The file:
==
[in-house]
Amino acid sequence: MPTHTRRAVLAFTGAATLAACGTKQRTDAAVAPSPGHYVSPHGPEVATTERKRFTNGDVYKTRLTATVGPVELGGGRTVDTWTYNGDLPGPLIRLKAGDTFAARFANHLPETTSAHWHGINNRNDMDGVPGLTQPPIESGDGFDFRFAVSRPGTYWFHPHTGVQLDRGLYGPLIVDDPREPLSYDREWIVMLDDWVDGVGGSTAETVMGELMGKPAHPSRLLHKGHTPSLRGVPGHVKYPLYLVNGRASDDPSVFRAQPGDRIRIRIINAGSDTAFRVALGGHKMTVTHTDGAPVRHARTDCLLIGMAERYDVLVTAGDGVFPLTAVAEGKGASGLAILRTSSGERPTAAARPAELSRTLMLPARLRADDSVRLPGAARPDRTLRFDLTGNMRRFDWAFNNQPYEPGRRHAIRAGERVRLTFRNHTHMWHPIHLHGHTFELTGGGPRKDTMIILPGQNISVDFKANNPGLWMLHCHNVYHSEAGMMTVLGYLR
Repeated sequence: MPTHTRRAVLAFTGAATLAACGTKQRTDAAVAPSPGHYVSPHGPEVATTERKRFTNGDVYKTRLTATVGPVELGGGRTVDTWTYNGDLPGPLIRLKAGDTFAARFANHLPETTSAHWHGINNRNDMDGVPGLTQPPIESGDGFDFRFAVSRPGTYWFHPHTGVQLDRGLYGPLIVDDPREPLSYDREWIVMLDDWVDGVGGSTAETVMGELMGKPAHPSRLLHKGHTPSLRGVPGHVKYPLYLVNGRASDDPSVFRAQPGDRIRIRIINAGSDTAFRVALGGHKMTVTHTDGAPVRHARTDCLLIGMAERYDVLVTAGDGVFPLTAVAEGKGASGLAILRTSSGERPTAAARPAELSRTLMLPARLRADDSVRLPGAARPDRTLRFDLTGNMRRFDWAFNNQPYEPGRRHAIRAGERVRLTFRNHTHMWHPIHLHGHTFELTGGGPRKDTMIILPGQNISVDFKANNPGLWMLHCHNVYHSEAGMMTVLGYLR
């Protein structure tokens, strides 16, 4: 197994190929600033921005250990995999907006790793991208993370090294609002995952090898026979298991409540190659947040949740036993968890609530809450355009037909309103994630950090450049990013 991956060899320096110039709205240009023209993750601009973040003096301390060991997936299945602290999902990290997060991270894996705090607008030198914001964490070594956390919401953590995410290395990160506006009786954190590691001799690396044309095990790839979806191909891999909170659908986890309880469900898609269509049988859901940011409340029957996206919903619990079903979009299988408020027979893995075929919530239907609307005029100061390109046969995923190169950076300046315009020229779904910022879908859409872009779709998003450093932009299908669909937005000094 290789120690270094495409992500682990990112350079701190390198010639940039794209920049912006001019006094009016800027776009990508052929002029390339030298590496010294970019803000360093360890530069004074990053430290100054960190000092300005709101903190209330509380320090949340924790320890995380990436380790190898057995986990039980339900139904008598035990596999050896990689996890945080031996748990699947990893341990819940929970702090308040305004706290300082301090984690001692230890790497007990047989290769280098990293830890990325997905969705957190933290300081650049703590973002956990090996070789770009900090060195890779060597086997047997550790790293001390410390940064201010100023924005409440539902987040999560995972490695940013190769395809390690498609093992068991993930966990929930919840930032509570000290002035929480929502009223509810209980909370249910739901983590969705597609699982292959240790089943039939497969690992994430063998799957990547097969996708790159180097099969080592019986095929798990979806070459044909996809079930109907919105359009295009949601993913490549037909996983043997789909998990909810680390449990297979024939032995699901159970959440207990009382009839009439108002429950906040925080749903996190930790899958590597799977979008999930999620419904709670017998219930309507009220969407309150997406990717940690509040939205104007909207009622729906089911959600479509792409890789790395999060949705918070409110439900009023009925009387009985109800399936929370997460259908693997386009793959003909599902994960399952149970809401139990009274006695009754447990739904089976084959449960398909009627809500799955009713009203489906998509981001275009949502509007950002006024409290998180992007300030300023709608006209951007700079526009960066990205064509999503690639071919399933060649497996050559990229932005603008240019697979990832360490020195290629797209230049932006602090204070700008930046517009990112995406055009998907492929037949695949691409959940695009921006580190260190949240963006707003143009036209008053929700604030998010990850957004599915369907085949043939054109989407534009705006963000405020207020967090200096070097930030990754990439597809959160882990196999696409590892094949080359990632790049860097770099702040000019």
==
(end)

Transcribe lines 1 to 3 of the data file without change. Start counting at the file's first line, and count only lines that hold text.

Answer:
[in-house]
Amino acid sequence: MPTHTRRAVLAFTGAATLAACGTKQRTDAAVAPSPGHYVSPHGPEVATTERKRFTNGDVYKTRLTATVGPVELGGGRTVDTWTYNGDLPGPLIRLKAGDTFAARFANHLPETTSAHWHGINNRNDMDGVPGLTQPPIESGDGFDFRFAVSRPGTYWFHPHTGVQLDRGLYGPLIVDDPREPLSYDREWIVMLDDWVDGVGGSTAETVMGELMGKPAHPSRLLHKGHTPSLRGVPGHVKYPLYLVNGRASDDPSVFRAQPGDRIRIRIINAGSDTAFRVALGGHKMTVTHTDGAPVRHARTDCLLIGMAERYDVLVTAGDGVFPLTAVAEGKGASGLAILRTSSGERPTAAARPAELSRTLMLPARLRADDSVRLPGAARPDRTLRFDLTGNMRRFDWAFNNQPYEPGRRHAIRAGERVRLTFRNHTHMWHPIHLHGHTFELTGGGPRKDTMIILPGQNISVDFKANNPGLWMLHCHNVYHSEAGMMTVLGYLR
Repeated sequence: MPTHTRRAVLAFTGAATLAACGTKQRTDAAVAPSPGHYVSPHGPEVATTERKRFTNGDVYKTRLTATVGPVELGGGRTVDTWTYNGDLPGPLIRLKAGDTFAARFANHLPETTSAHWHGINNRNDMDGVPGLTQPPIESGDGFDFRFAVSRPGTYWFHPHTGVQLDRGLYGPLIVDDPREPLSYDREWIVMLDDWVDGVGGSTAETVMGELMGKPAHPSRLLHKGHTPSLRGVPGHVKYPLYLVNGRASDDPSVFRAQPGDRIRIRIINAGSDTAFRVALGGHKMTVTHTDGAPVRHARTDCLLIGMAERYDVLVTAGDGVFPLTAVAEGKGASGLAILRTSSGERPTAAARPAELSRTLMLPARLRADDSVRLPGAARPDRTLRFDLTGNMRRFDWAFNNQPYEPGRRHAIRAGERVRLTFRNHTHMWHPIHLHGHTFELTGGGPRKDTMIILPGQNISVDFKANNPGLWMLHCHNVYHSEAGMMTVLGYLR